The repair of double-strand breaks in DNA is essential for maintaining the integrity of the genetic material and for cell viability. The homologous recombination pathway serves as a primary means of double-strand break repair in eubacteria. An initial step in this pathway involves the RecBCD trimeric protein recognizing blunt-ended DNA at the site of a break, followed by complex processing of DNA inward from the break, finally resulting in a 3' overhang of single-stranded DNA (ssDNA) coated by RecA protein. This serves as the substrate for homologous recombination via the RecA pathway. The actions of RecBCD on a blunt-ended DNA molecule are outlined schematically in Figure 1.
Singleton, et al. (2004) obtained the crystal structure of the RecBCD heterotrimer of E. coli complexed with DNA, as shown at left. This structure yields insights into the multifaceted actions of RecBCD, and is the subject of this tutorial.
II. RecBCD Subunit Structure
The RecB subunit is a 3'>>5' helicase, and its amino terminal region is composed of two domains, each having two subdomains (1A, 1B, 2A, 2B). These domains are similar in structure to other helicase superfamily 1 (SF1) members, although the RecB subdomain 1B contains an insertion of residues that form an extended arm that runs adjacent to, and contacts the duplex DNA (see below). The third, carboxy-terminal, nuclease domain, responsible for cleaving both the 3'-tailed strand and 5'-tailed strand (see Figure 1), is connected to the remainder of the RecB subunit by a long, 70 residue linker. Domains 1A and 2A display typical helicase motor domain structure, and drive the protein on ssDNA (up, in the orientation at left). The 3' tail of bound DNA is engaged by domain 2A in the crystal structure. The two tails of ssDNA would normally continue through the 3' and 5' tunnels of the RecBCD trimer, emerging at the nuclease domain of RecB, as discussed below.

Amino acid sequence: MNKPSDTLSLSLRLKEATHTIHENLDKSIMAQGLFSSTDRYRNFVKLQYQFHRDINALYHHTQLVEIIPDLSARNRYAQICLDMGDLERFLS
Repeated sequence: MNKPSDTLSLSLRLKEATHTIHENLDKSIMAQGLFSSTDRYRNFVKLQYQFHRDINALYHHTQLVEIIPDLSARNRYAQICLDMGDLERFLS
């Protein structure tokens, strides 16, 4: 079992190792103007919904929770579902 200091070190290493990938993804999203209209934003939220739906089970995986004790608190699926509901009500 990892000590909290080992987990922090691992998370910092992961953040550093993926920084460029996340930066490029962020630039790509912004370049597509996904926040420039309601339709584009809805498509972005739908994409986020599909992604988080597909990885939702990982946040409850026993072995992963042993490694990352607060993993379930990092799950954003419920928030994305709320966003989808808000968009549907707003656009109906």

The nuclease domain of the RecB subunit is similar in structure to the core of bacteriophage lambda exonuclease, and shares a conserved aspartate (asp1080) known to be involved in nuclease activity. Also found at the nuclease active site are two additional conserved acidic residues, glu1020 and asp1067, as well as a basic lys1082. In the heart of the active site is a Ca++ ion, which would normally be Mg++ in a catalytically active protein. This catalytically essential ion is coordinated by the two active site aspartates as well as by his956 and a main chain carbonyl of tyr1081. Although not thoroughly understood, the nuclease domain of RecB is also involved in the loading of RecA protein after processing of substrate DNA (see Figure 1) and prior to dissociation from it.
The RecC subunit, like RecB, contains three domains (1A, 1B, 2A, 2B, and 3). Domains 1 and 2 are structurally homologous to SF1 helicases, indicating that RecC may have evolved from a helicase ancestor. Further, Rigden (2005) discovered that domain 3 of RecC, connected to the remainder of the protein by a long linker, is structurally homologous to the RecB nuclease domain (and other nucleases like lambda exonuclease), although it is structurally incapable of nuclease activity. This domain has instead evolved the novel function of splaying the DNA duplex into single strands via residues on a prominent loop, the pin.